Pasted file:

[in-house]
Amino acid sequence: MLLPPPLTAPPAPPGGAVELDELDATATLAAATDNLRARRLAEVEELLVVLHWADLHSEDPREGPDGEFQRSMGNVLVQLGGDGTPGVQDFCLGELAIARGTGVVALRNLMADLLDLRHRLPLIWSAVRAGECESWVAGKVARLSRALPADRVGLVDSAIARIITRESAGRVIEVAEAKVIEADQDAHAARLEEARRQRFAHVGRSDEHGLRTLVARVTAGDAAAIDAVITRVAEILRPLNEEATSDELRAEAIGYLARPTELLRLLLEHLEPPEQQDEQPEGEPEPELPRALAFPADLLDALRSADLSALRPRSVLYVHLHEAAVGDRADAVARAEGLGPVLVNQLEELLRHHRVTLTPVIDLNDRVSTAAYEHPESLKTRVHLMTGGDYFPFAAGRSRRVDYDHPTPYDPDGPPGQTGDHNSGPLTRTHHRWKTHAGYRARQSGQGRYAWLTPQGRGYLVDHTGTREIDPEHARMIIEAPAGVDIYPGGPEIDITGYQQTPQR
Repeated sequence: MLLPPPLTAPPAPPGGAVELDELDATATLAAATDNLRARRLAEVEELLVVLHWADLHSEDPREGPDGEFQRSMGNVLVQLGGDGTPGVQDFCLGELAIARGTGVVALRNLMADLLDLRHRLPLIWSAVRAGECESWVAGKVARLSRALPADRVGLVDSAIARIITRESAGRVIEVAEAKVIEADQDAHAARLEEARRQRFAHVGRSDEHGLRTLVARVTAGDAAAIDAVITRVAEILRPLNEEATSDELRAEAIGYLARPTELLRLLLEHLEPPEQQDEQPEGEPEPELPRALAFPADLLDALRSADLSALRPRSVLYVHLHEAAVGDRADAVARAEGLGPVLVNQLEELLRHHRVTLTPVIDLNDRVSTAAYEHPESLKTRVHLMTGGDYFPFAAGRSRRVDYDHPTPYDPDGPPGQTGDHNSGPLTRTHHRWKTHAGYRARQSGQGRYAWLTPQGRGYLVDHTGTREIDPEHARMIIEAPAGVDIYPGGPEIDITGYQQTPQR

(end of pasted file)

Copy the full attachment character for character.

[in-house]
Amino acid sequence: MLLPPPLTAPPAPPGGAVELDELDATATLAAATDNLRARRLAEVEELLVVLHWADLHSEDPREGPDGEFQRSMGNVLVQLGGDGTPGVQDFCLGELAIARGTGVVALRNLMADLLDLRHRLPLIWSAVRAGECESWVAGKVARLSRALPADRVGLVDSAIARIITRESAGRVIEVAEAKVIEADQDAHAARLEEARRQRFAHVGRSDEHGLRTLVARVTAGDAAAIDAVITRVAEILRPLNEEATSDELRAEAIGYLARPTELLRLLLEHLEPPEQQDEQPEGEPEPELPRALAFPADLLDALRSADLSALRPRSVLYVHLHEAAVGDRADAVARAEGLGPVLVNQLEELLRHHRVTLTPVIDLNDRVSTAAYEHPESLKTRVHLMTGGDYFPFAAGRSRRVDYDHPTPYDPDGPPGQTGDHNSGPLTRTHHRWKTHAGYRARQSGQGRYAWLTPQGRGYLVDHTGTREIDPEHARMIIEAPAGVDIYPGGPEIDITGYQQTPQR
Repeated sequence: MLLPPPLTAPPAPPGGAVELDELDATATLAAATDNLRARRLAEVEELLVVLHWADLHSEDPREGPDGEFQRSMGNVLVQLGGDGTPGVQDFCLGELAIARGTGVVALRNLMADLLDLRHRLPLIWSAVRAGECESWVAGKVARLSRALPADRVGLVDSAIARIITRESAGRVIEVAEAKVIEADQDAHAARLEEARRQRFAHVGRSDEHGLRTLVARVTAGDAAAIDAVITRVAEILRPLNEEATSDELRAEAIGYLARPTELLRLLLEHLEPPEQQDEQPEGEPEPELPRALAFPADLLDALRSADLSALRPRSVLYVHLHEAAVGDRADAVARAEGLGPVLVNQLEELLRHHRVTLTPVIDLNDRVSTAAYEHPESLKTRVHLMTGGDYFPFAAGRSRRVDYDHPTPYDPDGPPGQTGDHNSGPLTRTHHRWKTHAGYRARQSGQGRYAWLTPQGRGYLVDHTGTREIDPEHARMIIEAPAGVDIYPGGPEIDITGYQQTPQR